AUSTIN, Texas (AP) — Texas Gov. Greg Abbott is shifting the focus of his meetings on school safety and mass shootings this week to those who have been closest to the recent violence, including students, surviving victims and one person who grabbed a gun and fought back.
Abbott, a staunch gun-rights supporter, called the meetings to look for "swift and meaningful" ways to prevent future violence following the shooting last week inside Santa Fe High School that killed 10 people. The final meeting, slated to start Thursday afternoon, will include more than 30 people who can provide personal accounts of last week's attack in Santa Fe and last November's massacre at a tiny church in rural Sutherland Springs, Texas.
Much of the first two days of meetings focused on student mental health and ideas about "hardening" school campuses, including beefing up security and possibly arming more teachers.
Most of those scheduled to attend Thursday are students, families and staff from the shooting in Santa Fe, a city about 30 miles (48 kilometers) south of Houston. Also invited are two survivors of the church shooting that left more than two dozen people dead, the church's pastor and neighbor Stephen Willeford, who lives across the street from the church and has been hailed as a hero for grabbing a rifle and shooting back at the attacker.
One of the students set to attend has said the Santa Fe shooting should not lead to new gun restrictions in Texas, where more than 1.2 million people are licensed to carry handguns and openly carrying rifles in public is legal.
"Something needs to happen," 16-year-old Callie Wylie said Monday as she stood at a memorial for her classmates who were killed. "But I don't think at this time people need to be pushing politics on us and telling us, 'Oh, this is gun control.'"
Abbott has signed bills in recent years that reduce the cost and training needed for a handgun license, and expanded where handguns can be legally carried. The governor said Wednesday he could support stronger requirements for reporting lost or stolen firearms and quicker reporting to law enforcement of court orders that deny people access to guns.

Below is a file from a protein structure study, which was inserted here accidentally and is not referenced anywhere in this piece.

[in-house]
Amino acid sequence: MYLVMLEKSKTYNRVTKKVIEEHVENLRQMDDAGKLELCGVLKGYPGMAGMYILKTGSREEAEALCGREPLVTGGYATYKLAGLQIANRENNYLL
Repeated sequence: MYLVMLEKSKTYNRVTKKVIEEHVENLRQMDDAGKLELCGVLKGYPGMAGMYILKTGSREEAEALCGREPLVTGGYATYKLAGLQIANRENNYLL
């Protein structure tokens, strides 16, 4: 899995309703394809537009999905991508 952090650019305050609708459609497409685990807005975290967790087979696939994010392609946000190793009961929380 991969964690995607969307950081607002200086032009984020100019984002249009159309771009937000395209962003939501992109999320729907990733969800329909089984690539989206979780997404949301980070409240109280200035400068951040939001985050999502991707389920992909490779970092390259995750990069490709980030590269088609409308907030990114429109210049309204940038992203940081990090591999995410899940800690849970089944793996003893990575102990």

Still, few people expect proposals for any major new restrictions to emerge from this week's meetings.
Rhonda Hart, a military veteran whose daughter Kimberly Vaughan was killed at Santa Fe, said Texas should make it much harder to buy and own guns. She is not among those meeting with the governor.
"You should have to wait a week, have counseling, and walk through lines of protesters who tell you you're a murderer" to buy a gun, Hart said Wednesday.
Texas' reaction to the Santa Fe shooting so far has been in sharp contrast to the response after the Feb. 14 shooting rampage at a high school in Parkland, Florida, that killed 17 people. Three weeks after that massacre, Florida politicians passed a gun-control package after a lobbying campaign led by student survivors of the attack.
Abbott has said his meetings are to explore ideas that could be pursued in the law or by executive order, but has given not timeframe for acting on any proposals. The Legislature doesn't meet again until January 2019, and Abbott has so far ignored calls from a handful of lawmakers to call them into special session.
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Associated Press writers Emily Schmall in Dallas and Claire Galofaro in Santa Fe contributed to this report.